More information

Access to Trans Surgical Health Care in BC

Access to Trans Surgical Health Care in BC Access to Trans Surgical Health Care in BC Gail Knudson MD, MPE, FRCPC Clinical Associate Professor, University of British Columbia Medical Lead, Transgender Health Information Program Vancouver Coastal

More information

ANNUAL REPORT 2014 2015

ANNUAL REPORT 2014 2015 04 LGBTI ANNUAL REPORT 2014 2015 beyondblue ANNUAL REPORT 2014 2015 LGBTI LGBTI Communities Since 2009, beyondblue has been working to reduce prejudice and discrimination that can lead to higher rates

More information

Getting Better Information from Country Consumers for Better Rural Health Service Responses

Getting Better Information from Country Consumers for Better Rural Health Service Responses Getting Better Information from Country Consumers for Better Rural Health Service Responses Tony Woollacott, Anne Taylor, Kay Anastassiadis, Di Hetzel, Eleonora Dal Grande 5th National Rural Health Conference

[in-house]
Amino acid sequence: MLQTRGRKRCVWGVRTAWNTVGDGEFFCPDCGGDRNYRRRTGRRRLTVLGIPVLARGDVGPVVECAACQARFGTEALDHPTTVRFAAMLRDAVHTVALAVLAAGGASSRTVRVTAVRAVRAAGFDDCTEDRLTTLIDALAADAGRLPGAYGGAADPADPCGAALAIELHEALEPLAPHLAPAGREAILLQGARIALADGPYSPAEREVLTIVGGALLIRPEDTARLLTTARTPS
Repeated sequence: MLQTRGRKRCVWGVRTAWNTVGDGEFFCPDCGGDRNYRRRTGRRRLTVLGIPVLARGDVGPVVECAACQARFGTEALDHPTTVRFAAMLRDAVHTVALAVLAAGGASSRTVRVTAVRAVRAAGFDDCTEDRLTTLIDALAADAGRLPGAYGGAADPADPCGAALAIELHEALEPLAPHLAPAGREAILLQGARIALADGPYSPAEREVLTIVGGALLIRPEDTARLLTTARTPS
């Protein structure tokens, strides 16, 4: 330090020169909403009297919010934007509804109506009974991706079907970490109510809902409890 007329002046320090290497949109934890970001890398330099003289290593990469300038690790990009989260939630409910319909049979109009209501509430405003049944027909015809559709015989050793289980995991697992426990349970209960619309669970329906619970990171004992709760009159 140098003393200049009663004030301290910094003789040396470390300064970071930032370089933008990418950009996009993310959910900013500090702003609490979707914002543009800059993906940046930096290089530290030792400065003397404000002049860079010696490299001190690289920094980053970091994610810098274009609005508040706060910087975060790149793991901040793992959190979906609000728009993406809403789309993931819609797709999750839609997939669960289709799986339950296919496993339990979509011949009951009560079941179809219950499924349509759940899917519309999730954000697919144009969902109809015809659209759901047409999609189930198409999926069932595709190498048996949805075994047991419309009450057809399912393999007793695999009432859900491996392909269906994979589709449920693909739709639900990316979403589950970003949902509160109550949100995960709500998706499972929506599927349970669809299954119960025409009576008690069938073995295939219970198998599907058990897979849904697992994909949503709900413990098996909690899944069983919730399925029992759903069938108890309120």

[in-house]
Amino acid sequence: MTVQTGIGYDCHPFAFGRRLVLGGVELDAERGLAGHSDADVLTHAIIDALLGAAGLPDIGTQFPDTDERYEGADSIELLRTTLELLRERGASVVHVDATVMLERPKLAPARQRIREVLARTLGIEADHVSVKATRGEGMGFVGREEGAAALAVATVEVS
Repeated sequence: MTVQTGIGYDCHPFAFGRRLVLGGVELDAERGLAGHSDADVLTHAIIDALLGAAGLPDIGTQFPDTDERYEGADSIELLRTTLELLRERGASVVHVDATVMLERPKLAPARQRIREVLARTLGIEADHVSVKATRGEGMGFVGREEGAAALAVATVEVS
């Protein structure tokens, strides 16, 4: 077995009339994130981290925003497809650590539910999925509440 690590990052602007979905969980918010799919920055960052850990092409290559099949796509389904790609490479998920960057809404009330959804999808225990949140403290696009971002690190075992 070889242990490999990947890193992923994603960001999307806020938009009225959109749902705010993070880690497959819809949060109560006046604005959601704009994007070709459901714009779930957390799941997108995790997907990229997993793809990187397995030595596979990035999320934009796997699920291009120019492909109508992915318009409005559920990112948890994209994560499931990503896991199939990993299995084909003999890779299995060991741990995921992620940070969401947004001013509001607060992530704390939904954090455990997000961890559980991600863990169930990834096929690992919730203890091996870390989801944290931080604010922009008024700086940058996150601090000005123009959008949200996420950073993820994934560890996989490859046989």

More information

Scottish Prison Service. Gender Identity and Gender Reassignment Policy for those in our Custody 2014. Unlocking Potential, Transforming Lives

Scottish Prison Service. Gender Identity and Gender Reassignment Policy for those in our Custody 2014. Unlocking Potential, Transforming Lives Scottish Prison Service Gender Identity and Gender Reassignment Policy for those in our Custody 2014 Unlocking Potential, Transforming Lives FORWARD I am delighted to present this policy in support of

More information

WORKING WITH LESBIAN, GAY, BISEXUAL, TRANSGENDER & INTERSEX PERSONS IN FORCED DISPLACEMENT

WORKING WITH LESBIAN, GAY, BISEXUAL, TRANSGENDER & INTERSEX PERSONS IN FORCED DISPLACEMENT NEED TO KNOW GUIDANCE WORKING WITH LESBIAN, GAY, BISEXUAL, TRANSGENDER & INTERSEX PERSONS IN FORCED DISPLACEMENT 2 This document has been produced, to the greatest extent possible, to be accessible to